updated on 16 November 2021
You don’t need a law degree to become a lawyer – in fact, the modern legal profession is full of non-law graduates. The skills and experiences you gain from studying and working in other fields are assets that can make you a stronger candidate.
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While the route to qualifying as a barrister remains the same, a non-law graduate’s route to qualifying as a solicitor changed in September 2021 following the introduction of the Solicitors Qualifying Exam (SQE).
Recruiters recognise and value the transferable skills that non-law graduates bring to the table from studying other subjects and working in different fields.
Read on to find out more about the process of becoming a lawyer with a non-law degree, some encouraging examples of the diverse fields from which many currently practising lawyers have come from, and information on what the SQE means for non-law graduates.
Change ahead: The Solicitors Qualifying Exam
The route to qualifying as a solicitor changed in September 2021, when the LPC was replaced with the new SQE. The SQE is a new assessment that all prospective solicitors must pass to qualify. Under the new rules on which qualifications are required, it will only be compulsory to have a university degree in any subject (law or non-law) to be eligible to take the SQE. However, most non-law graduates will want to complete a preparatory course to give themselves the best chance of passing the SQE.
Find out more about non-law students, the SQE and conversion courses in this Oracle.
To qualify as a solicitor under the SQE, candidates must also complete two years qualifying work experience (QWE), which can be undertaken before, during and/or after completing SQE1 and 2. QWE can be completed in up to four different organisations and must be signed off by a solicitor at the organisation, compliance officer for legal practice, or another solicitor outside the organisation who had direct experience of the candidate’s work.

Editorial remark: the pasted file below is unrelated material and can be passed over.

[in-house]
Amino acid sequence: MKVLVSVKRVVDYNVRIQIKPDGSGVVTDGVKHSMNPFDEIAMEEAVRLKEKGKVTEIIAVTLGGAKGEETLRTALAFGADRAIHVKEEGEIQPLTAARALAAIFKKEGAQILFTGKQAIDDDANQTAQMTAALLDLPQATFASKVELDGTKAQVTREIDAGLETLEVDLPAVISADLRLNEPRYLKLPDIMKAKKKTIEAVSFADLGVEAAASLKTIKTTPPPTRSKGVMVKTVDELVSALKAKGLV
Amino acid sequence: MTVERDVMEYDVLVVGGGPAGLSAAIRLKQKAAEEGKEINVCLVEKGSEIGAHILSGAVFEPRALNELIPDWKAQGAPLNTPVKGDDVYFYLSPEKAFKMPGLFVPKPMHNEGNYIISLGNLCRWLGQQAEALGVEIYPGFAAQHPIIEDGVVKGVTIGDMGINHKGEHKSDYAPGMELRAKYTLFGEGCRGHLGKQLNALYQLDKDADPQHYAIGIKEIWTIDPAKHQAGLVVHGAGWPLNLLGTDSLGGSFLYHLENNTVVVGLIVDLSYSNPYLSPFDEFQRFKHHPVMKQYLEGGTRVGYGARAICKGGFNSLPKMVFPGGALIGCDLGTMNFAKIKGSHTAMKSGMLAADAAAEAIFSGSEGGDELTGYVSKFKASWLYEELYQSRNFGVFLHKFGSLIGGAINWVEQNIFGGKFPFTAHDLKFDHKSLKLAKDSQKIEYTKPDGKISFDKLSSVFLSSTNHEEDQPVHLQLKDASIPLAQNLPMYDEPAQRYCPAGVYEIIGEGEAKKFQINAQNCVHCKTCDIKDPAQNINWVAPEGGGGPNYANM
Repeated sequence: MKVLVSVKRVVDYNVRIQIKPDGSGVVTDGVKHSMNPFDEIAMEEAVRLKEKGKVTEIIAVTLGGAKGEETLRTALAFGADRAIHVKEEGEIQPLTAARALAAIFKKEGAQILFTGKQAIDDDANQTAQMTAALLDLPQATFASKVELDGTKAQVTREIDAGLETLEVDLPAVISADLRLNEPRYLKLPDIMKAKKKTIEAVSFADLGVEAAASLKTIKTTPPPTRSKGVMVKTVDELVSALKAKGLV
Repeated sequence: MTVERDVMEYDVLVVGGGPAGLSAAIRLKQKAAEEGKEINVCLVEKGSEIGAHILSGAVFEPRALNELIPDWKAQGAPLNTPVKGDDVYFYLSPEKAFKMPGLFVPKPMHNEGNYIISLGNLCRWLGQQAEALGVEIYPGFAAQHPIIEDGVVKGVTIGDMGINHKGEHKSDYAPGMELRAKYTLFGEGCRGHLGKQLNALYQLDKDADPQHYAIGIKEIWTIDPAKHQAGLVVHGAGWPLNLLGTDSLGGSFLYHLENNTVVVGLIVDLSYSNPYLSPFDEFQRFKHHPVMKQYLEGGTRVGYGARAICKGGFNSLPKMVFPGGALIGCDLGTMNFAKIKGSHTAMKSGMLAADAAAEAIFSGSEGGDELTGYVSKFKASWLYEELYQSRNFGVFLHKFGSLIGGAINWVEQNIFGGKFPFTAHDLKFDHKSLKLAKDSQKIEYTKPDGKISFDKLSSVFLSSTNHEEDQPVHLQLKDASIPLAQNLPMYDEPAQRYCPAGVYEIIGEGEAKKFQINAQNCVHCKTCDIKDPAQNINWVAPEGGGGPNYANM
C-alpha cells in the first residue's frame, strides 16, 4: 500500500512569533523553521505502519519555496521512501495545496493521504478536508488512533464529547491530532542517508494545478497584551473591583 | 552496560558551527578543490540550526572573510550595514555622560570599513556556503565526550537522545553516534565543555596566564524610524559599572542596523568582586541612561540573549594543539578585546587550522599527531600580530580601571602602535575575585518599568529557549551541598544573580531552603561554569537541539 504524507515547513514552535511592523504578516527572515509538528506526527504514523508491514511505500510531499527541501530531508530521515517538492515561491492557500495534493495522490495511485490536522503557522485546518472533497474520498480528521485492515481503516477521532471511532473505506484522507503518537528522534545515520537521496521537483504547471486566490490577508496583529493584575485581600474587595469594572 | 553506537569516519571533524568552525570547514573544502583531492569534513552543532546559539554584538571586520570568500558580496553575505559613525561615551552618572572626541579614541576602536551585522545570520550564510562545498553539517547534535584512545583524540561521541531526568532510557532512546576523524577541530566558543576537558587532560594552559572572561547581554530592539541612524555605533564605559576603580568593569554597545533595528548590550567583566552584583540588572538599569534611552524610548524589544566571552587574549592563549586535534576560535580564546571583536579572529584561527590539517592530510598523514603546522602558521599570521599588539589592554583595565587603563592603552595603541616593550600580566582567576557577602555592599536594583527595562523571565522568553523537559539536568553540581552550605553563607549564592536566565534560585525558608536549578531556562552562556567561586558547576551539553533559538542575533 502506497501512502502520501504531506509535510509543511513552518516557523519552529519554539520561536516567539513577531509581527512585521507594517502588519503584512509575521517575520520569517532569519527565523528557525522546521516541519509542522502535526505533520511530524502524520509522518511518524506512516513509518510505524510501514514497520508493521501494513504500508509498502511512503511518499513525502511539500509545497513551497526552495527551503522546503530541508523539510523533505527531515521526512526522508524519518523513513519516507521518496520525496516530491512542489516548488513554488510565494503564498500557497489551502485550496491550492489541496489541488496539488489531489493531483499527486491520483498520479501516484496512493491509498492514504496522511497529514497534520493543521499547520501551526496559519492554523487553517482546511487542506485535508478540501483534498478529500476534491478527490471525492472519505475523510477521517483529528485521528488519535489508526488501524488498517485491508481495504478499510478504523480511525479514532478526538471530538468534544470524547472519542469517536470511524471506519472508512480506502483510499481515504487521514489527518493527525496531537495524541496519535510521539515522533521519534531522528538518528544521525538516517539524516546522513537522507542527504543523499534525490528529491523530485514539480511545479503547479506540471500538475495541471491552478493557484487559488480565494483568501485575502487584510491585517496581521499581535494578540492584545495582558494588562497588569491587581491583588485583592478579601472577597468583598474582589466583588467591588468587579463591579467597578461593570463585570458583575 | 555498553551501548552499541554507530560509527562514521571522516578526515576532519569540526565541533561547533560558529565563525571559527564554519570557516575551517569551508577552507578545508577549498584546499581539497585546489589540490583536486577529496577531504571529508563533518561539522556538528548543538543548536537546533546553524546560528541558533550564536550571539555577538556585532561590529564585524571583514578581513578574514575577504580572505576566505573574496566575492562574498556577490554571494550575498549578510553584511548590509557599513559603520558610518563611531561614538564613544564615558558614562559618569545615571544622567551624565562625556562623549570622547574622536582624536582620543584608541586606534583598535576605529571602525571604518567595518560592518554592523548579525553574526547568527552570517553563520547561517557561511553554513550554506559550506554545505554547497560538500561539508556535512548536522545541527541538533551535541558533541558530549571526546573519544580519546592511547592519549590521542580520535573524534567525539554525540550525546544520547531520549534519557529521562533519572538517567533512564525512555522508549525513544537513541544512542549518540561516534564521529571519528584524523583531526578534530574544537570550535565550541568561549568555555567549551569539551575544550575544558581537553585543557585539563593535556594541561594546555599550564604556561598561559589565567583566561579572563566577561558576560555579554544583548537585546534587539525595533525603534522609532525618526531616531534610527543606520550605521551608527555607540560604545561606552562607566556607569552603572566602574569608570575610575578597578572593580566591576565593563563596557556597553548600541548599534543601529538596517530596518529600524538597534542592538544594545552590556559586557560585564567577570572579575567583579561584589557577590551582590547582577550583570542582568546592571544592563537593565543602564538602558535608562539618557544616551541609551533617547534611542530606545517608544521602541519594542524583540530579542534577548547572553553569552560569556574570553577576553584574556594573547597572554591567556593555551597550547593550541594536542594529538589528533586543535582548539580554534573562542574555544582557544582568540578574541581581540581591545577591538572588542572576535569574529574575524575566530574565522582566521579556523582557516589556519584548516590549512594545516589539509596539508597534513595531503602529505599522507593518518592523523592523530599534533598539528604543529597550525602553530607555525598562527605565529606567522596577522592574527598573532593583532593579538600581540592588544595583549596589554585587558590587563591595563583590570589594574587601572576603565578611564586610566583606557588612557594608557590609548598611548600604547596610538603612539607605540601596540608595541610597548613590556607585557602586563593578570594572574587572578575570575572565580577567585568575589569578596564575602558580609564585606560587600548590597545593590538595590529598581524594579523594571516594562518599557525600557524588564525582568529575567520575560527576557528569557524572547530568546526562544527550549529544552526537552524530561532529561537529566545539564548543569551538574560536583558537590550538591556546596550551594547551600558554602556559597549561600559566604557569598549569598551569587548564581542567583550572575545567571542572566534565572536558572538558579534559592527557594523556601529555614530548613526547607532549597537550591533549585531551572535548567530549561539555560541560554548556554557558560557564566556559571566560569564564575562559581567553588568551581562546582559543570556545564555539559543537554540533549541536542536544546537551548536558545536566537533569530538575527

That said, many firms will continue to offer two-year training contracts and will not be required to shorten this period of training if a candidate has already acquired some relevant QWE – check with your shortlisted firms to see what their preferences are.
A transition period will run from 2021 to 2032 to enable candidates who are already enrolled on the GDL or LPC to qualify as solicitors via this route. So, if you had already started your GDL or LPC before the SQE was introduced, you can choose which route to take to qualify.
Find out more about the SQE via LawCareers.Net’s SQE hub.
First step to qualifying: graduate law conversion courses
Various universities and law schools offer graduate law conversion courses. Following the introduction of the SQE, these are now optional. However, non-law students should undertake additional training before taking the SQE. If you have accepted a training contract offer with a specific firm, it might be that they will require you to complete a law conversion course with a specific education provider before starting the SQE with them.
Previously all graduate law conversions had one name – the GDL, but universities are now launching revamped conversion courses under a range of different names to adjust what they teach in line with the SQE.
The GDL will also remain mandatory for non-law graduates who wish to train as a barrister.
Regardless of the differences between law conversion courses, they all provide the same qualification – a Postgraduate Diploma in Law. A law conversion enables a non-law graduate to progress onto a vocational course to become a solicitor or barrister. For aspiring solicitors, this was the LPC until it was replaced by the SQE in September 2021.
To become a barrister, you must complete a Bar course after your law conversion, which will then make you eligible for pupillage (the final stage of barrister training).
Different law conversion courses offer a range of extra study options, as well as the option to integrate a master’s qualification into your law conversion (making your conversion eligible for student loan funding).
Choosing the right law school at which to study is also an important decision.
Career research and work experience